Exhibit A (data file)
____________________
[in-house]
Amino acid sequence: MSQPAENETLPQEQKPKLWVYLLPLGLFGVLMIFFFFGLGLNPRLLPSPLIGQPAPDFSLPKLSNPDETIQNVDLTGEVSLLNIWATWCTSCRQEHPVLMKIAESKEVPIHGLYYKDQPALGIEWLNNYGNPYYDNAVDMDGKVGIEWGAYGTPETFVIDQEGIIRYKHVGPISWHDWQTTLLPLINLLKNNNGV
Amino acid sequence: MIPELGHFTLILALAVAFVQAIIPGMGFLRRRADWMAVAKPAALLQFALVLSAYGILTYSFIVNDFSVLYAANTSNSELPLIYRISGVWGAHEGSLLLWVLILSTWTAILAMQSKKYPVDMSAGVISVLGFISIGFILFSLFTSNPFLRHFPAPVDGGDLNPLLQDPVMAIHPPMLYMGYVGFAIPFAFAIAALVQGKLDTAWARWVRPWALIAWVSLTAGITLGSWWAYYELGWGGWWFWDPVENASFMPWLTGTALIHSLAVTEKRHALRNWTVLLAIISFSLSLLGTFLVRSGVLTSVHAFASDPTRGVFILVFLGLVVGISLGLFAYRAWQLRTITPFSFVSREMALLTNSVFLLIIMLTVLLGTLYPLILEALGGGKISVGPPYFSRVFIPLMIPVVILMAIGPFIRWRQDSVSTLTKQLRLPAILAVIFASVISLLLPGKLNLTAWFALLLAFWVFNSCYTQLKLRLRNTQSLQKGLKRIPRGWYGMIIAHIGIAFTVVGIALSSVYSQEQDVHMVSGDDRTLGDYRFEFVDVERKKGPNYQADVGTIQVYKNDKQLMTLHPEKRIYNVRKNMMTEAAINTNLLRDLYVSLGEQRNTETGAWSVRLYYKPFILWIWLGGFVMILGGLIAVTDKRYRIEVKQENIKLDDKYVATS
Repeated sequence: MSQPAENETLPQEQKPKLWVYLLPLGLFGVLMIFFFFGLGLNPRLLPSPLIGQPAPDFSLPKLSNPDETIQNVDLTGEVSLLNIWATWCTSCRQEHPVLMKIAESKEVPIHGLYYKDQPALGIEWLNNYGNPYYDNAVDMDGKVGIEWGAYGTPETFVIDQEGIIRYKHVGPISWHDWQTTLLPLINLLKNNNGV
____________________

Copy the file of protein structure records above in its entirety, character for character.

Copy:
[in-house]
Amino acid sequence: MSQPAENETLPQEQKPKLWVYLLPLGLFGVLMIFFFFGLGLNPRLLPSPLIGQPAPDFSLPKLSNPDETIQNVDLTGEVSLLNIWATWCTSCRQEHPVLMKIAESKEVPIHGLYYKDQPALGIEWLNNYGNPYYDNAVDMDGKVGIEWGAYGTPETFVIDQEGIIRYKHVGPISWHDWQTTLLPLINLLKNNNGV
Amino acid sequence: MIPELGHFTLILALAVAFVQAIIPGMGFLRRRADWMAVAKPAALLQFALVLSAYGILTYSFIVNDFSVLYAANTSNSELPLIYRISGVWGAHEGSLLLWVLILSTWTAILAMQSKKYPVDMSAGVISVLGFISIGFILFSLFTSNPFLRHFPAPVDGGDLNPLLQDPVMAIHPPMLYMGYVGFAIPFAFAIAALVQGKLDTAWARWVRPWALIAWVSLTAGITLGSWWAYYELGWGGWWFWDPVENASFMPWLTGTALIHSLAVTEKRHALRNWTVLLAIISFSLSLLGTFLVRSGVLTSVHAFASDPTRGVFILVFLGLVVGISLGLFAYRAWQLRTITPFSFVSREMALLTNSVFLLIIMLTVLLGTLYPLILEALGGGKISVGPPYFSRVFIPLMIPVVILMAIGPFIRWRQDSVSTLTKQLRLPAILAVIFASVISLLLPGKLNLTAWFALLLAFWVFNSCYTQLKLRLRNTQSLQKGLKRIPRGWYGMIIAHIGIAFTVVGIALSSVYSQEQDVHMVSGDDRTLGDYRFEFVDVERKKGPNYQADVGTIQVYKNDKQLMTLHPEKRIYNVRKNMMTEAAINTNLLRDLYVSLGEQRNTETGAWSVRLYYKPFILWIWLGGFVMILGGLIAVTDKRYRIEVKQENIKLDDKYVATS
Repeated sequence: MSQPAENETLPQEQKPKLWVYLLPLGLFGVLMIFFFFGLGLNPRLLPSPLIGQPAPDFSLPKLSNPDETIQNVDLTGEVSLLNIWATWCTSCRQEHPVLMKIAESKEVPIHGLYYKDQPALGIEWLNNYGNPYYDNAVDMDGKVGIEWGAYGTPETFVIDQEGIIRYKHVGPISWHDWQTTLLPLINLLKNNNGV